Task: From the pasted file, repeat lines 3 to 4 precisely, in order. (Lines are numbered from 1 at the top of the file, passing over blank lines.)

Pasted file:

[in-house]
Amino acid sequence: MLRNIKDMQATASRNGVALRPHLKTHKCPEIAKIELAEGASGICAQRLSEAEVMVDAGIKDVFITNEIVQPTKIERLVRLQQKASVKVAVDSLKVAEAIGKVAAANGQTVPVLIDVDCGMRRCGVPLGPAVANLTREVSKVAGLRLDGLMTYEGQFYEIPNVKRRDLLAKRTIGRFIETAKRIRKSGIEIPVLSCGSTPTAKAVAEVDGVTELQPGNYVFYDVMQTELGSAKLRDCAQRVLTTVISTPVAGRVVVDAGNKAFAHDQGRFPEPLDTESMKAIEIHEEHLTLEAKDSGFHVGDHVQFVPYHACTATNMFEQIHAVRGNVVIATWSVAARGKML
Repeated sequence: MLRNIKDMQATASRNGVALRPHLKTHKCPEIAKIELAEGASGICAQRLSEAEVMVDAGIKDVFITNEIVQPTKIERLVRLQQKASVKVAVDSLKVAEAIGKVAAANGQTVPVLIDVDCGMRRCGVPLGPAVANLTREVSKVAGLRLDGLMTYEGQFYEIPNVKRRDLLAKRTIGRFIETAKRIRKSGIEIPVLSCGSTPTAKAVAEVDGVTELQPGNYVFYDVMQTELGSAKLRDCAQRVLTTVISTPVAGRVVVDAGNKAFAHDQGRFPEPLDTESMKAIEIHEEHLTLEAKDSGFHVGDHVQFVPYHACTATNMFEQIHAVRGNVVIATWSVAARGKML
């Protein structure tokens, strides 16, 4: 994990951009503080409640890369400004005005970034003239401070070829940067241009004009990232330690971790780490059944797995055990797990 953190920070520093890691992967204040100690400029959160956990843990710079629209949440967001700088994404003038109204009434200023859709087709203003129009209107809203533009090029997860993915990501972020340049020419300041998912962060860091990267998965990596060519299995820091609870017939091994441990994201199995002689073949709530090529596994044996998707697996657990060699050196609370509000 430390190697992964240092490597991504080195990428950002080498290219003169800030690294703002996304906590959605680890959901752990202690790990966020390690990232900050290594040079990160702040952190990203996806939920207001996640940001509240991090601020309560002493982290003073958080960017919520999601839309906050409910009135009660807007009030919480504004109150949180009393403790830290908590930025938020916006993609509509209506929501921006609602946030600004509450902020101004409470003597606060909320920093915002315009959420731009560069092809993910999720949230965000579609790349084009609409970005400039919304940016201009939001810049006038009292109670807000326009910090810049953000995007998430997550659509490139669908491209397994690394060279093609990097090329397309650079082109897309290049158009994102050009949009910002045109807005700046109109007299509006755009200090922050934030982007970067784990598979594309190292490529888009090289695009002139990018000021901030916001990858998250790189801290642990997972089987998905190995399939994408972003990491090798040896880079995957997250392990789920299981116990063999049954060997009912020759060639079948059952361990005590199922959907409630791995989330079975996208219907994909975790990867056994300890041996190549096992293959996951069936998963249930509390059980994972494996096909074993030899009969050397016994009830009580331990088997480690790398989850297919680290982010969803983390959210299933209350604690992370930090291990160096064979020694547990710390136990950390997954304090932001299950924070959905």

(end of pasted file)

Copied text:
Repeated sequence: MLRNIKDMQATASRNGVALRPHLKTHKCPEIAKIELAEGASGICAQRLSEAEVMVDAGIKDVFITNEIVQPTKIERLVRLQQKASVKVAVDSLKVAEAIGKVAAANGQTVPVLIDVDCGMRRCGVPLGPAVANLTREVSKVAGLRLDGLMTYEGQFYEIPNVKRRDLLAKRTIGRFIETAKRIRKSGIEIPVLSCGSTPTAKAVAEVDGVTELQPGNYVFYDVMQTELGSAKLRDCAQRVLTTVISTPVAGRVVVDAGNKAFAHDQGRFPEPLDTESMKAIEIHEEHLTLEAKDSGFHVGDHVQFVPYHACTATNMFEQIHAVRGNVVIATWSVAARGKML
């Protein structure tokens, strides 16, 4: 994990951009503080409640890369400004005005970034003239401070070829940067241009004009990232330690971790780490059944797995055990797990 953190920070520093890691992967204040100690400029959160956990843990710079629209949440967001700088994404003038109204009434200023859709087709203003129009209107809203533009090029997860993915990501972020340049020419300041998912962060860091990267998965990596060519299995820091609870017939091994441990994201199995002689073949709530090529596994044996998707697996657990060699050196609370509000 430390190697992964240092490597991504080195990428950002080498290219003169800030690294703002996304906590959605680890959901752990202690790990966020390690990232900050290594040079990160702040952190990203996806939920207001996640940001509240991090601020309560002493982290003073958080960017919520999601839309906050409910009135009660807007009030919480504004109150949180009393403790830290908590930025938020916006993609509509209506929501921006609602946030600004509450902020101004409470003597606060909320920093915002315009959420731009560069092809993910999720949230965000579609790349084009609409970005400039919304940016201009939001810049006038009292109670807000326009910090810049953000995007998430997550659509490139669908491209397994690394060279093609990097090329397309650079082109897309290049158009994102050009949009910002045109807005700046109109007299509006755009200090922050934030982007970067784990598979594309190292490529888009090289695009002139990018000021901030916001990858998250790189801290642990997972089987998905190995399939994408972003990491090798040896880079995957997250392990789920299981116990063999049954060997009912020759060639079948059952361990005590199922959907409630791995989330079975996208219907994909975790990867056994300890041996190549096992293959996951069936998963249930509390059980994972494996096909074993030899009969050397016994009830009580331990088997480690790398989850297919680290982010969803983390959210299933209350604690992370930090291990160096064979020694547990710390136990950390997954304090932001299950924070959905």